Multicytokine Plasmid Therapy Is Efficacious Regardless of Individuals’ IAA Status at Baseline

Post hoc analyses from the Diabetes Prevention Trial–Type 1 (DPT-1) with use of oral insulin demonstrated a potential clinical benefit in individuals with IAA ≥80 nU/mL (29). Preclinical data in NOD mice have also shown that preexisting IAA could predict the efficacy of oral insulin in curing type 1 diabetes in combination with anti-CD3 (30). Thus, we sought to determine whether the efficacy of the plasmid therapy was dependent on the baseline IAA status of the mice. Mice were bled at 9 weeks of age before receiving their first plasmid dose, and plasma was analyzed for IAA. Though IAA detection at 9 weeks of age in NOD mice is relatively infrequent (20), the number of IAA+ mice in our study was 12 of 70 across all treatment groups, comprising 4 of 24 untreated and 8 of 46 plasmid-treated mice. To gain insights into whether IAA would impact responsiveness to plasmid therapy, we pooled all mice from the 25-µg, 50-µg, 100-µg, and 200-µg pVAX1-PPI/TGF-β/IL-10/IL-2 plasmid-treated groups based on their IAA status (8 IAA+, 38 IAA) and plotted versus the diabetes outcome at 30 weeks of age. We found that among untreated mice, the proportion of mice developing type 1 diabetes was statistically significantly greater among those that were IAA+ (100% by 18 weeks of age) compared with those that were IAA (30% by 18 weeks of age and 75% at end point). In contrast, the proportion of plasmid-treated mice developing type 1 diabetes was similar in IAA (23.7%) and IAA+ (25%) animals (Fig. 5). The conclusion was similar based on pooled groups of mice treated subcutaneously (s.c.) with plasmid once and thrice weekly (data not shown). These data seem to indicate that the efficacy of plasmid-mediated type 1 diabetes prevention is not altered by presence of insulin autoantibodies at treatment initiation.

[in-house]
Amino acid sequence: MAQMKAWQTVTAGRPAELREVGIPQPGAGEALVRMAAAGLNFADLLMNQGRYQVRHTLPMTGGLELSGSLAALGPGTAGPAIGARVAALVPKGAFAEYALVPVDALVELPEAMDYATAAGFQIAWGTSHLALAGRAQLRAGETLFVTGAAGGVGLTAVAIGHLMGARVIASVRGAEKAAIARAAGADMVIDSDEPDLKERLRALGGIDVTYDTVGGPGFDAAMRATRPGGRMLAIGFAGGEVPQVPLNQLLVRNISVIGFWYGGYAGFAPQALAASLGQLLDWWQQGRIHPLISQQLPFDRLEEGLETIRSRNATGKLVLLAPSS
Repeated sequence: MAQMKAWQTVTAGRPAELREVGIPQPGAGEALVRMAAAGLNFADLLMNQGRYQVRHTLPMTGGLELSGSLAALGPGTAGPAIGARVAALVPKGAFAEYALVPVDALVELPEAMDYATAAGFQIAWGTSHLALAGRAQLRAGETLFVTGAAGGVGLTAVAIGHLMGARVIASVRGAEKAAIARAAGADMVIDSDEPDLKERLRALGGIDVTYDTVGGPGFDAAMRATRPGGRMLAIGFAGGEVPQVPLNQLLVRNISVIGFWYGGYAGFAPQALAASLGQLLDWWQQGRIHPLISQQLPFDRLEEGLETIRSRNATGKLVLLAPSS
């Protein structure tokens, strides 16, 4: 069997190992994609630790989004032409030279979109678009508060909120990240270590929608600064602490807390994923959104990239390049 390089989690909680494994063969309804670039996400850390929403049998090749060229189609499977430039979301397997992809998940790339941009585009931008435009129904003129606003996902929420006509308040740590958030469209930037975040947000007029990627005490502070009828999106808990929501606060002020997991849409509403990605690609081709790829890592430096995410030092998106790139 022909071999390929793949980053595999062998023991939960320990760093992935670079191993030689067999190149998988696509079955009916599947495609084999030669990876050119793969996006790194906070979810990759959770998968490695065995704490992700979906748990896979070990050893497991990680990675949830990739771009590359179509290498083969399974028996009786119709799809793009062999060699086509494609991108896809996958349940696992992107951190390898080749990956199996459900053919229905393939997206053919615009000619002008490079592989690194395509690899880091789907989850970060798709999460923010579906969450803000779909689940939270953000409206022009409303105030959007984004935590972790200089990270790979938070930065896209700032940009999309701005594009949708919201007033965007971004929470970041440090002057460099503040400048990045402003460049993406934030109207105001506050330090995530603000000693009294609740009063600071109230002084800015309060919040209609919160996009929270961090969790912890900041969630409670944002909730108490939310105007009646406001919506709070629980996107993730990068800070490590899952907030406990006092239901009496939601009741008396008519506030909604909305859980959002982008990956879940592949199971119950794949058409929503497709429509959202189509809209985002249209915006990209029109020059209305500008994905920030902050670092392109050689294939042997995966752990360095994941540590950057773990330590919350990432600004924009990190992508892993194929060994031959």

PPI Antigen Is Required for Maximal Efficacy, and Plasmid Therapy Does Not Alter Recall Responses to Irrelevant Antigen

For determination of whether antigen was required for maximal prevention, NOD mice were treated weekly, beginning at 11 weeks of age, with i.m. injections of a plasmid encoding only cytokines and monitored for disease development. Mice treated with pVAX1-PPI/TGF-β/IL-10/IL-2 were almost completely protected. In comparison, the diabetes incidence was statistically significantly greater in mice treated with pVAX1-TGF-β/IL-10/IL-2 encoding immune modifiers but no antigen (Fig. 6A). This demonstrated that the in vivo efficacy associated with the multicytokine plasmid is driven, in part, by the coexpression of an islet antigen.

Next, for determination of the effect of plasmid therapy on the recall response to an irrelevant antigen, the antigenic response to OVA in NOD mice was evaluated with regard to whether our plasmid therapy induced broad immune suppression. NOD mice were treated with pVAX1-PPI/TGF-β/IL-10/IL-2 or left untreated for 5 weeks prior to immunization with OVA in alum (Fig. 6B). Serum anti-OVA IgG antibodies were measured 30 days postchallenge. We did not observe any statistically significant differences between plasmid-treated and untreated groups, suggesting that plasmid therapy did not induce general immune suppression in vivo (Fig. 6C). Mice that were OVA challenged and either left untreated or continued being dosed with pVAX1-PPI/TGF-β/IL-10/IL-2 were followed for type 1 diabetes development until 21 weeks of age. Upon OVA challenge, full protection was seen in plasmid-dosed mice compared with untreated counterparts, suggesting that plasmid efficacy is not hindered by concomitant immunization with an irrelevant antigen (not shown).

Frequent Administration of the Multimodular Plasmid Is Needed to Achieve Optimal Protection in NOD Mice